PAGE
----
Meryt Helmer

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since Oct 02, 2012
I have survived pretty severe child abuse and have now broken my families cycle of abuse by raising my own children in a healthy, loving, respectful home.
west marin, bay area california. sandy loam, well drained, acidic soil and lots of shade
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Recent posts by Meryt Helmer

my next door neighbor is a biology professor and raises his own goats and chickens. when he ends the lives of his chickens he numbs their necks he said and is super careful to do it in the kindest way he can. maybe you can find someone like that. also for dairy he said that if i could help milk his goats he would give me half the milk and probably would even teach me to make cheese. that is not something i really feel like i want to do but it sounds like you would do well with a neighbor like mine. i hope if that is what would work best for you that you can find someone like that.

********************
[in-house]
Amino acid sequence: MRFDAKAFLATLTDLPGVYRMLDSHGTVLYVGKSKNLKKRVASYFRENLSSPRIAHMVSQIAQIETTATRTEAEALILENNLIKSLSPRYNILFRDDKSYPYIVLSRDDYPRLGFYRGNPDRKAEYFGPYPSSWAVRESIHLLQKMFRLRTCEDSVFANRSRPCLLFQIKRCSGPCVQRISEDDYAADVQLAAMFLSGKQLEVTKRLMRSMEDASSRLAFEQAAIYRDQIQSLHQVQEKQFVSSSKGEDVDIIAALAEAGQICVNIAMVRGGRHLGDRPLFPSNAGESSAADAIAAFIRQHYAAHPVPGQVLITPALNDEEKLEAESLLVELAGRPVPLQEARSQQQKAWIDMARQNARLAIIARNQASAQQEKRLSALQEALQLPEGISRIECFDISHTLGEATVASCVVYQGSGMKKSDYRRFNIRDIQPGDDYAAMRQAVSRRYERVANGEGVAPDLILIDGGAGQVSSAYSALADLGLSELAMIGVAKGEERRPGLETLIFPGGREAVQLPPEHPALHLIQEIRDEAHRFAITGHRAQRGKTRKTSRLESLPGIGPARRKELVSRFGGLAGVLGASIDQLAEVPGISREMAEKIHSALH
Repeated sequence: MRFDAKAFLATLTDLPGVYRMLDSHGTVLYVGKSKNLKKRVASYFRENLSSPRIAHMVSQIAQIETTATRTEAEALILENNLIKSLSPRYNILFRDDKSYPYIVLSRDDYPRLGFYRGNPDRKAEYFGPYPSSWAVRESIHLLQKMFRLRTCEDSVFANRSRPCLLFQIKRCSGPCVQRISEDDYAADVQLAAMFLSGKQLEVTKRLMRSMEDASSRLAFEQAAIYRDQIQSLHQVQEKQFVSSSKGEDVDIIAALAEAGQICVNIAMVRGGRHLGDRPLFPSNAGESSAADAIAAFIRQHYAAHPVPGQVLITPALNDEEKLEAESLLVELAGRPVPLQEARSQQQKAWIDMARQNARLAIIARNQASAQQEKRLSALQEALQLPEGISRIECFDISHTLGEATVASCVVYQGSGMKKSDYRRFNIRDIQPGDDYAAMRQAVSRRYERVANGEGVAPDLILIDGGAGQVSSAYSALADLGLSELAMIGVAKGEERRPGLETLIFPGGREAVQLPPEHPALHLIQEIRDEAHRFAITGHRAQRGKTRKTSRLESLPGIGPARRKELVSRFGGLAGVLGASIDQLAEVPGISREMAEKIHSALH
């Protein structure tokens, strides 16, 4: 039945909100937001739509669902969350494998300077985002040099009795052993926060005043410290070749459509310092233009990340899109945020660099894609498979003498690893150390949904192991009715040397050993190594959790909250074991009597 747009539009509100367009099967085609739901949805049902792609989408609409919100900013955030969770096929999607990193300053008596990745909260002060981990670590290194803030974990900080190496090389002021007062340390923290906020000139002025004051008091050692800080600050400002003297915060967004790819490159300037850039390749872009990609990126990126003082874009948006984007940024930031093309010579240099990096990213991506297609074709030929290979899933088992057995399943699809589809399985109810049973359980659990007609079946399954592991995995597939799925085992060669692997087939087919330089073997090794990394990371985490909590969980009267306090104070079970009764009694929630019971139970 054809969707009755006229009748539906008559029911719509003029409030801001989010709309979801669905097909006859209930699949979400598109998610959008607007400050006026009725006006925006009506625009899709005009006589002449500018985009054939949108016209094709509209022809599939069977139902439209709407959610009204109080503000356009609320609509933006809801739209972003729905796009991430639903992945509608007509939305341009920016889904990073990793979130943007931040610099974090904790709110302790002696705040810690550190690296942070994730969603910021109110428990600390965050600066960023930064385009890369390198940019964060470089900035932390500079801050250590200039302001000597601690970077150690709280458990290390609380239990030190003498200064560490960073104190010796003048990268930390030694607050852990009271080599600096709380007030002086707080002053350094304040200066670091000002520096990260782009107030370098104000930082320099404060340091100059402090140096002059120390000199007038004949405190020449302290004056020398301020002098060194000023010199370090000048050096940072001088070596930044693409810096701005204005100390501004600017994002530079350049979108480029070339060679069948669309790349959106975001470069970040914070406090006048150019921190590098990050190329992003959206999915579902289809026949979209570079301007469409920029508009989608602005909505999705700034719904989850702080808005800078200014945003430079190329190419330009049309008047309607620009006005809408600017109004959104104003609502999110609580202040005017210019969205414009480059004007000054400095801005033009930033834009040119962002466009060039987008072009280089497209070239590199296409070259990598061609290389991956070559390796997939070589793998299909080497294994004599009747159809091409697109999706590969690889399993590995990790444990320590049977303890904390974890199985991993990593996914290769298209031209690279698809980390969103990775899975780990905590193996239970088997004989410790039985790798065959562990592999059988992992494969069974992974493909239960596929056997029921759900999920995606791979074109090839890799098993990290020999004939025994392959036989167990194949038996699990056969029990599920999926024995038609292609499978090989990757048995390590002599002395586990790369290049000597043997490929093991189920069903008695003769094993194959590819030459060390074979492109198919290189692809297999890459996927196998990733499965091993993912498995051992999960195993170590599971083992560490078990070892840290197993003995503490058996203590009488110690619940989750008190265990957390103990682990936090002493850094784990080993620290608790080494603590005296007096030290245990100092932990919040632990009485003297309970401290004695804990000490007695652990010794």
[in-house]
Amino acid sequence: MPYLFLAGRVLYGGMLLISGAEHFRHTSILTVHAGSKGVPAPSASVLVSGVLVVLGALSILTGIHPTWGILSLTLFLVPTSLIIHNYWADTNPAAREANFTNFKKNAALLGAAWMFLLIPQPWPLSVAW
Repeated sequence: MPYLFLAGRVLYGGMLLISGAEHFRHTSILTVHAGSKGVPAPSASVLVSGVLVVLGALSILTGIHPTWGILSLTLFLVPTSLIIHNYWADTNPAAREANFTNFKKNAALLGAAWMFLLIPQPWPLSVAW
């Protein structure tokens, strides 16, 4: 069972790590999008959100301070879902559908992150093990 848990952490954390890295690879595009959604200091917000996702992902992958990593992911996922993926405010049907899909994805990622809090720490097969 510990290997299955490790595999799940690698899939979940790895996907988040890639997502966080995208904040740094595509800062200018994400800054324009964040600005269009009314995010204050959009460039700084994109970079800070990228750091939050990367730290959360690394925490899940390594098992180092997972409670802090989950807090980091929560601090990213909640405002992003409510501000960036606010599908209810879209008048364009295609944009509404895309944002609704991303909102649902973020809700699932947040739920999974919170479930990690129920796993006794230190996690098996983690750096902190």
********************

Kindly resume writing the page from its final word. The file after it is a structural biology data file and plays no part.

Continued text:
3 years ago
i come from a place of trauma and abuse too. a lot of it and it is why i first liked what he was saying. but yeah. i am glad i am not alone. thank you Tyler!
3 years ago
it is his issues with gender that make it hard for me to listen to the rest of what he is saying. i wish he would open his eyes up to the possobility that gender is not assigned by ones chromosomes or include intersex people in his language as well?